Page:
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It is certainly the case that registered teachers may often find themselves subject to public scrutiny over and above other public sector employees. This can in part be attributed to the nature of their work with children and vulnerable persons. The Teaching Council guidelines outline risks and pitfalls for registered teachers in their use of social media. They also provide assistance as to how teachers can minimise the risks faced when using social media. The importance of privacy and confidentiality is emphasised, and there are useful pointers for teachers on how to be increase their online privacy.

What the guidelines say

The draft guidelines specifically state that:

  • Teachers should keep personal and professional use of social media separate, and
  • As far as possible, avoid communicating with students through personal social networking sites unless it is within agreed school social media policies.

Principles not just for Principals

The draft guidelines further set out certain principles/points for teachers to be mindful of when using social media. These are summarised as follows:

  • Always consider the possible impact on colleagues, students or the public’s perception of the profession, before publishing any content on social media sites
  • Treat everyone with respect and avoid abusive, unsustainable or malicious behaviour online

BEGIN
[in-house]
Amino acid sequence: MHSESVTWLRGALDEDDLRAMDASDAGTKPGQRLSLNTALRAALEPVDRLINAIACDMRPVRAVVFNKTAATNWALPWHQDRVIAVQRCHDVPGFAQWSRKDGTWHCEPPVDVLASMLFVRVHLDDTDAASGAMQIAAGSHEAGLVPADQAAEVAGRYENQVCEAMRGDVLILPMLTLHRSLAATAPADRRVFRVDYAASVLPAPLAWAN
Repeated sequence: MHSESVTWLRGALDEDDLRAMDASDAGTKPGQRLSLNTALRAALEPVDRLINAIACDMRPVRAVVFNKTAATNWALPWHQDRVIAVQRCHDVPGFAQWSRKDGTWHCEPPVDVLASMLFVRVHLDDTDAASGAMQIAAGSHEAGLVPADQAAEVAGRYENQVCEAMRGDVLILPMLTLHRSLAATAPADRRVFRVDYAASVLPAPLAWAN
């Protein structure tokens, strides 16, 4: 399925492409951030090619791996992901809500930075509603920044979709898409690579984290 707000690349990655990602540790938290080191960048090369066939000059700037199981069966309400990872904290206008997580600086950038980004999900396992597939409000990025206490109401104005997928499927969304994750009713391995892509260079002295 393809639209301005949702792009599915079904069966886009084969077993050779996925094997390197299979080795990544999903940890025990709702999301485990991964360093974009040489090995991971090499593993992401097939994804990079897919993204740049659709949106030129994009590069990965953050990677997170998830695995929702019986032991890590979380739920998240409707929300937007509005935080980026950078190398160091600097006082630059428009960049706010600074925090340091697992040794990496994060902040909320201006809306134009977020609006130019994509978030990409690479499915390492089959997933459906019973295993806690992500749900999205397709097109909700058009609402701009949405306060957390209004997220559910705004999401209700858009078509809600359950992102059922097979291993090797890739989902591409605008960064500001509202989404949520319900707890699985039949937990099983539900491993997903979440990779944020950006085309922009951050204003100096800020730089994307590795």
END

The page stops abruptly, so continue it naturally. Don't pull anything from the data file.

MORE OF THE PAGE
• Make sure comments are not defamatory or otherwise in breach of the law
  • Maintain the professional standards expected in other forms of communication
  • Acknowledging, liking or sharing someone else’s post can imply that you endorse or support their point of view
  • Conduct online does not have to relate to students or teaching in order for it to have a bearing on your fitness to teach
  • Postings online are subject to the same laws of copyright and defamation as written/verbal communication
  • Unwise behaviour online may result in criminal or civil action

It is understood that the guidelines will be linked to the Teaching Council’s existing code of professional conduct, which requires teachers to “ensure that any communication with pupils/students, colleagues, parents, school management and others is appropriate, including communication via electronic media, such as email, texting and social networking sites”.


From an employer’s perspective, Boards of Management should ensure that they issue and/or update their own schools’ social media policy to reflect the principles in these guidelines. Importantly, the draft guidelines state, “These guidelines may also assist schools when developing a school’s individual social media policy. However, it is important to note that these guidelines should not replace or act as a social media policy for schools.”

For more information on preparing social media policies, and/or the how to address issues relating to teachers and social media, please contact a member of our Education team.

The content of this article is provided for information purposes only and does not constitute legal or other advice.

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